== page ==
Sunday, September 18, 2011

What I Did Last Summer (Hwy 12 Reprise Part Four: Capital Reef and Cafe Diabolo)

In my eternal race to beat the setting sun, I declined a kind invitation for coffee by the Ducati Instigator to head to my next destination.  Even though it was too early in the season to harvest apples, plums, pears, quince, and cherries, wouldn't it be a lovely "Eating of Two Wheels" activity to camp beside an orchard of heritage fruit trees? I must have not been the only one to think so, because there was no vacancy at Capital Reef National Park.  Nada. Still, I couldn’t leave without a short tour of a that glorious place.

This orchard is right next to the campground.  Self serve!

Although just on the other end of Highway 12 from Bryce Canyon  and its hoodoos that remind me of the muddy sand castles I made as a child, Capital Reef looks entirely different. Surely these cliffs are the product of God's giant chisel? And Zion National Park, also just a short ride away, with its swirling waves frozen in time - how is it that these three parks be so close on the map, yet so utterly unique?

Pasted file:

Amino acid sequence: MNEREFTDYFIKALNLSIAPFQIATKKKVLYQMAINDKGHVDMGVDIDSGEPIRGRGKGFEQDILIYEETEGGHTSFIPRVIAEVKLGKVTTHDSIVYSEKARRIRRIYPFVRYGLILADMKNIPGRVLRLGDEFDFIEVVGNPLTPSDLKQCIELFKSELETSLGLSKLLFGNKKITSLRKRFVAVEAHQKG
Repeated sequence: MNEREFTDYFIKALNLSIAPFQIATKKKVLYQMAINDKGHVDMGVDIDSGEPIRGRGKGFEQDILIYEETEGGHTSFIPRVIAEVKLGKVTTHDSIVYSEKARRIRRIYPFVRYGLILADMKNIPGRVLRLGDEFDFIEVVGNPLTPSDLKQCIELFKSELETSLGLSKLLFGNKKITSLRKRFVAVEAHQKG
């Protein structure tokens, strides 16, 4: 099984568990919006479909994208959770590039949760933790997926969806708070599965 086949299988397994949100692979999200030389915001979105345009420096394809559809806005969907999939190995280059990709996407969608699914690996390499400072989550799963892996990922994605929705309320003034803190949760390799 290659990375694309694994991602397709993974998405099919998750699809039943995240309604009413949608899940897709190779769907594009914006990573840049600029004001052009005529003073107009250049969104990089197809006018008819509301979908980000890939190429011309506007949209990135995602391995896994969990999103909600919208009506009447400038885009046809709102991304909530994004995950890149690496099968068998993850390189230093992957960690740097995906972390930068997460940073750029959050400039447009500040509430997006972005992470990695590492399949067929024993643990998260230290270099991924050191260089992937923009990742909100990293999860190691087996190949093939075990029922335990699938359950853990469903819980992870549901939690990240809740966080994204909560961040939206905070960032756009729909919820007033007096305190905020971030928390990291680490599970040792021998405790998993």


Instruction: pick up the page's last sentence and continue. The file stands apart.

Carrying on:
I set up an alternative camp at Sunglow Campground,  not far from Cafe Diabolo in Torrey, UT, kitchen of Honda riding chef Gary Pankow, and home of some seriously tall food.

I pilfered this shot from across the dining patio.  A towering skyscraper of... lamb?

Rattlesnake cakes with three sauces?  Delicious!

The pumpkin seed trout had entirely too much going on for one plate.  If you could eat plaid, this was it.

Next time I’m in the neighborhood, I look forward to trying  Hell’s Backbone Grill, delightfully located on Highway 12 in Boulder, UT.  I’ve ridden by it at least four times over the years and have been mysteriously oblivious to its existence each time.  I only recently just heard of it, and it looks very promising.   My “Next Year, Next Year" list continues to grow faster than my backlog of blog posts.

Back to camp, where I chatted with quirky postcard photographer Mark Smith, and on home the next morning.

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